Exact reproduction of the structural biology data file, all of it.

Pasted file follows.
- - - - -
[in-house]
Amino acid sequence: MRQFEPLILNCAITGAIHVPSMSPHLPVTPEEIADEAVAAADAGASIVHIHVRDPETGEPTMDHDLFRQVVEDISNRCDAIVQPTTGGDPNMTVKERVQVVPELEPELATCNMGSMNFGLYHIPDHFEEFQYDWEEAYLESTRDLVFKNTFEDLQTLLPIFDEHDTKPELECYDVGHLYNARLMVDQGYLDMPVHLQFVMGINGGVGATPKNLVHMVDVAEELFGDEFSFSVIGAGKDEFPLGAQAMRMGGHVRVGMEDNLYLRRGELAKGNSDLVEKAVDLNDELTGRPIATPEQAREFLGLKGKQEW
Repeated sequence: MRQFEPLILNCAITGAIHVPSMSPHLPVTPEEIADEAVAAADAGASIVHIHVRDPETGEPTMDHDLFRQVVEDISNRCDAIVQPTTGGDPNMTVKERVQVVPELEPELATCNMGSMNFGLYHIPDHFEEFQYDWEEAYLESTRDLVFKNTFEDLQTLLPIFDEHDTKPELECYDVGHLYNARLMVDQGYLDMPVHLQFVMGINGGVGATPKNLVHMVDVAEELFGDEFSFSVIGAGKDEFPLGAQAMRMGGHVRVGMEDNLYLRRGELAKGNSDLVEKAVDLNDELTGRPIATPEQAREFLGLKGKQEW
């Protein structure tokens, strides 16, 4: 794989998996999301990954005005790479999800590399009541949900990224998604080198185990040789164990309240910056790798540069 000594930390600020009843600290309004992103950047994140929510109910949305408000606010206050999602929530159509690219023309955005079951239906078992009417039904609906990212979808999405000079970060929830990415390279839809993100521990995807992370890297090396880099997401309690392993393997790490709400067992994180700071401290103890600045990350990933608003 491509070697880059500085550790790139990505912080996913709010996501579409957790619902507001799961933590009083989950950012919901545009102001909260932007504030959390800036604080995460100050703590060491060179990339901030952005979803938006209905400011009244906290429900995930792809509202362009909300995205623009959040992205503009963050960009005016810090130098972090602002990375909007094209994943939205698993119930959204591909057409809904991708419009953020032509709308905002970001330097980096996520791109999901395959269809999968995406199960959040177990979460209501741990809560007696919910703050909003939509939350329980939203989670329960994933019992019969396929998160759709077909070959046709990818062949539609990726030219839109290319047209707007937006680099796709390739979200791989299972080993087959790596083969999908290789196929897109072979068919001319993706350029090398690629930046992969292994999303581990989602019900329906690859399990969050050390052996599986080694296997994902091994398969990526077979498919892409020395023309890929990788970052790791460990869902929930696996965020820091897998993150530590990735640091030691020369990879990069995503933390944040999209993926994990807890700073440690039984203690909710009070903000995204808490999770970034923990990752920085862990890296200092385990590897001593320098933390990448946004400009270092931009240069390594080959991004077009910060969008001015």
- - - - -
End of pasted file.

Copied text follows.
[in-house]
Amino acid sequence: MRQFEPLILNCAITGAIHVPSMSPHLPVTPEEIADEAVAAADAGASIVHIHVRDPETGEPTMDHDLFRQVVEDISNRCDAIVQPTTGGDPNMTVKERVQVVPELEPELATCNMGSMNFGLYHIPDHFEEFQYDWEEAYLESTRDLVFKNTFEDLQTLLPIFDEHDTKPELECYDVGHLYNARLMVDQGYLDMPVHLQFVMGINGGVGATPKNLVHMVDVAEELFGDEFSFSVIGAGKDEFPLGAQAMRMGGHVRVGMEDNLYLRRGELAKGNSDLVEKAVDLNDELTGRPIATPEQAREFLGLKGKQEW
Repeated sequence: MRQFEPLILNCAITGAIHVPSMSPHLPVTPEEIADEAVAAADAGASIVHIHVRDPETGEPTMDHDLFRQVVEDISNRCDAIVQPTTGGDPNMTVKERVQVVPELEPELATCNMGSMNFGLYHIPDHFEEFQYDWEEAYLESTRDLVFKNTFEDLQTLLPIFDEHDTKPELECYDVGHLYNARLMVDQGYLDMPVHLQFVMGINGGVGATPKNLVHMVDVAEELFGDEFSFSVIGAGKDEFPLGAQAMRMGGHVRVGMEDNLYLRRGELAKGNSDLVEKAVDLNDELTGRPIATPEQAREFLGLKGKQEW
């Protein structure tokens, strides 16, 4: 794989998996999301990954005005790479999800590399009541949900990224998604080198185990040789164990309240910056790798540069 000594930390600020009843600290309004992103950047994140929510109910949305408000606010206050999602929530159509690219023309955005079951239906078992009417039904609906990212979808999405000079970060929830990415390279839809993100521990995807992370890297090396880099997401309690392993393997790490709400067992994180700071401290103890600045990350990933608003 491509070697880059500085550790790139990505912080996913709010996501579409957790619902507001799961933590009083989950950012919901545009102001909260932007504030959390800036604080995460100050703590060491060179990339901030952005979803938006209905400011009244906290429900995930792809509202362009909300995205623009959040992205503009963050960009005016810090130098972090602002990375909007094209994943939205698993119930959204591909057409809904991708419009953020032509709308905002970001330097980096996520791109999901395959269809999968995406199960959040177990979460209501741990809560007696919910703050909003939509939350329980939203989670329960994933019992019969396929998160759709077909070959046709990818062949539609990726030219839109290319047209707007937006680099796709390739979200791989299972080993087959790596083969999908290789196929897109072979068919001319993706350029090398690629930046992969292994999303581990989602019900329906690859399990969050050390052996599986080694296997994902091994398969990526077979498919892409020395023309890929990788970052790791460990869902929930696996965020820091897998993150530590990735640091030691020369990879990069995503933390944040999209993926994990807890700073440690039984203690909710009070903000995204808490999770970034923990990752920085862990890296200092385990590897001593320098933390990448946004400009270092931009240069390594080959991004077009910060969008001015």